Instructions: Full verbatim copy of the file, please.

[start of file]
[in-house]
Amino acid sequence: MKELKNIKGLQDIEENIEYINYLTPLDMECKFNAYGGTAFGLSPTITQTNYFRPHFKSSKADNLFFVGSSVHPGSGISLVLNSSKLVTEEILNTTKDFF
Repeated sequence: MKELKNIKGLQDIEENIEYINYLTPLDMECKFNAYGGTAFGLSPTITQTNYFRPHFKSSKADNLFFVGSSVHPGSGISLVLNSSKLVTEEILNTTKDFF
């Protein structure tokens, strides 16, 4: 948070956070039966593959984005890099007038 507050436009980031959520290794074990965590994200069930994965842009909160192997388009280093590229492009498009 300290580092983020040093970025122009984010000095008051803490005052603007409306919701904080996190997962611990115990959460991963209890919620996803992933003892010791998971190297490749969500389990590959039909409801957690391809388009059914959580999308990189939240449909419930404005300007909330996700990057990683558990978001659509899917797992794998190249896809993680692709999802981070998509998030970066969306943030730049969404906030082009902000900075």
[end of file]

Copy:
[in-house]
Amino acid sequence: MKELKNIKGLQDIEENIEYINYLTPLDMECKFNAYGGTAFGLSPTITQTNYFRPHFKSSKADNLFFVGSSVHPGSGISLVLNSSKLVTEEILNTTKDFF
Repeated sequence: MKELKNIKGLQDIEENIEYINYLTPLDMECKFNAYGGTAFGLSPTITQTNYFRPHFKSSKADNLFFVGSSVHPGSGISLVLNSSKLVTEEILNTTKDFF
């Protein structure tokens, strides 16, 4: 948070956070039966593959984005890099007038 507050436009980031959520290794074990965590994200069930994965842009909160192997388009280093590229492009498009 300290580092983020040093970025122009984010000095008051803490005052603007409306919701904080996190997962611990115990959460991963209890919620996803992933003892010791998971190297490749969500389990590959039909409801957690391809388009059914959580999308990189939240449909419930404005300007909330996700990057990683558990978001659509899917797992794998190249896809993680692709999802981070998509998030970066969306943030730049969404906030082009902000900075």